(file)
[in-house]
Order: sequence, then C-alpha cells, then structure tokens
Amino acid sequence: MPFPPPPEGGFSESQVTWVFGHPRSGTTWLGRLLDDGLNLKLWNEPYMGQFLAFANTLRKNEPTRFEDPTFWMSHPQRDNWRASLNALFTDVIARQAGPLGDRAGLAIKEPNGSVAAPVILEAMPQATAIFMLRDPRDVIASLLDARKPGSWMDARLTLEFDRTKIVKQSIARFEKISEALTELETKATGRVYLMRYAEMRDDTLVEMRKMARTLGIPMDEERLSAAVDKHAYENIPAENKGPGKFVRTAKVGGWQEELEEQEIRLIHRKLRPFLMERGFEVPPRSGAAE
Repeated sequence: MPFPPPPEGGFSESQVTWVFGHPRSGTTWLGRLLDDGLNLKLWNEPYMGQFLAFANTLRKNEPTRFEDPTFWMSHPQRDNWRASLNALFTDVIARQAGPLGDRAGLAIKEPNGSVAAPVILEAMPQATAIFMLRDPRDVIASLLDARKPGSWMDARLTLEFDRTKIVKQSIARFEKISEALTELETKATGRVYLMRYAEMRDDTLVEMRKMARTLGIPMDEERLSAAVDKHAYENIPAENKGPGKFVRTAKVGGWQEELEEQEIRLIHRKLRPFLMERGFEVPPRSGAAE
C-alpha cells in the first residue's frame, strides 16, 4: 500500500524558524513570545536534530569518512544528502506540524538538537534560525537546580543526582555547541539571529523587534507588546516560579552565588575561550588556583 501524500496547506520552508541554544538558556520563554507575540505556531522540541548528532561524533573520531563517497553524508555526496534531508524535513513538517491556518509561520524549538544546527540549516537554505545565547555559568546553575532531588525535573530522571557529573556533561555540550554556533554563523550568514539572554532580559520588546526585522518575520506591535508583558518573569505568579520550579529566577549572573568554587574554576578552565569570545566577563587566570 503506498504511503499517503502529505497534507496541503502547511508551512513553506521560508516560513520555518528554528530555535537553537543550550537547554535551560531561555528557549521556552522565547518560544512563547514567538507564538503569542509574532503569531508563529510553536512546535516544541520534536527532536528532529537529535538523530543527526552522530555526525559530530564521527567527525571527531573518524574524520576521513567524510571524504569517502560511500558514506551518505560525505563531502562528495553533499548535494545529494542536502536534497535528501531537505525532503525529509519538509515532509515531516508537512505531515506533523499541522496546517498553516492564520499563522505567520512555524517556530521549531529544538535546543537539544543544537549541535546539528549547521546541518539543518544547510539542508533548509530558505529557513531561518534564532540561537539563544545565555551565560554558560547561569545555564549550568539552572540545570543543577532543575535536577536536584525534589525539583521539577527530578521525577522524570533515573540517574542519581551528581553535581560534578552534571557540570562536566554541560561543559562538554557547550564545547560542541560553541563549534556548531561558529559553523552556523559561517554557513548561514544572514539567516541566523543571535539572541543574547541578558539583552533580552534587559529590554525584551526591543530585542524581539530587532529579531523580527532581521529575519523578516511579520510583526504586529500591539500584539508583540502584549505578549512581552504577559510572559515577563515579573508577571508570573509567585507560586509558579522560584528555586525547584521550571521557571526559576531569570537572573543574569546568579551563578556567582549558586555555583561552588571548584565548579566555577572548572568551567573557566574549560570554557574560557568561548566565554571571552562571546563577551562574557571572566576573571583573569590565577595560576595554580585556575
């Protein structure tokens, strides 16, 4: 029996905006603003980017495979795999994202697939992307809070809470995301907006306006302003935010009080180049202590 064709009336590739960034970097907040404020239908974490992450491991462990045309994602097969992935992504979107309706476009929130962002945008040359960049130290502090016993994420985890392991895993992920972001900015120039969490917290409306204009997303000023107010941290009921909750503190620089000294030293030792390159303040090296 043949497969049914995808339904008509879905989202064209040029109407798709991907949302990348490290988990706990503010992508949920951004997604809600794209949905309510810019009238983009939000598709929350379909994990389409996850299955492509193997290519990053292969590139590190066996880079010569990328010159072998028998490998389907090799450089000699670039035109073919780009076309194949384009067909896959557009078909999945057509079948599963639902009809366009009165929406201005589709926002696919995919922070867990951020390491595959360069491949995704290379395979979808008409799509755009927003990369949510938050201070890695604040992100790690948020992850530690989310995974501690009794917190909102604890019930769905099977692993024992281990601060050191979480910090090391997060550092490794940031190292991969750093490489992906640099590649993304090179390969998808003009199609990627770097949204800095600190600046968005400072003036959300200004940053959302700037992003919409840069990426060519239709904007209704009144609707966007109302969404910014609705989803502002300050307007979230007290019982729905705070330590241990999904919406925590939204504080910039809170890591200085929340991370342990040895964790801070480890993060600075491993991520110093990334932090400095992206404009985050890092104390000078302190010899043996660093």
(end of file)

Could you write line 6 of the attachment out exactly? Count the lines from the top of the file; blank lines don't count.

């Protein structure tokens, strides 16, 4: 029996905006603003980017495979795999994202697939992307809070809470995301907006306006302003935010009080180049202590 064709009336590739960034970097907040404020239908974490992450491991462990045309994602097969992935992504979107309706476009929130962002945008040359960049130290502090016993994420985890392991895993992920972001900015120039969490917290409306204009997303000023107010941290009921909750503190620089000294030293030792390159303040090296 043949497969049914995808339904008509879905989202064209040029109407798709991907949302990348490290988990706990503010992508949920951004997604809600794209949905309510810019009238983009939000598709929350379909994990389409996850299955492509193997290519990053292969590139590190066996880079010569990328010159072998028998490998389907090799450089000699670039035109073919780009076309194949384009067909896959557009078909999945057509079948599963639902009809366009009165929406201005589709926002696919995919922070867990951020390491595959360069491949995704290379395979979808008409799509755009927003990369949510938050201070890695604040992100790690948020992850530690989310995974501690009794917190909102604890019930769905099977692993024992281990601060050191979480910090090391997060550092490794940031190292991969750093490489992906640099590649993304090179390969998808003009199609990627770097949204800095600190600046968005400072003036959300200004940053959302700037992003919409840069990426060519239709904007209704009144609707966007109302969404910014609705989803502002300050307007979230007290019982729905705070330590241990999904919406925590939204504080910039809170890591200085929340991370342990040895964790801070480890993060600075491993991520110093990334932090400095992206404009985050890092104390000078302190010899043996660093």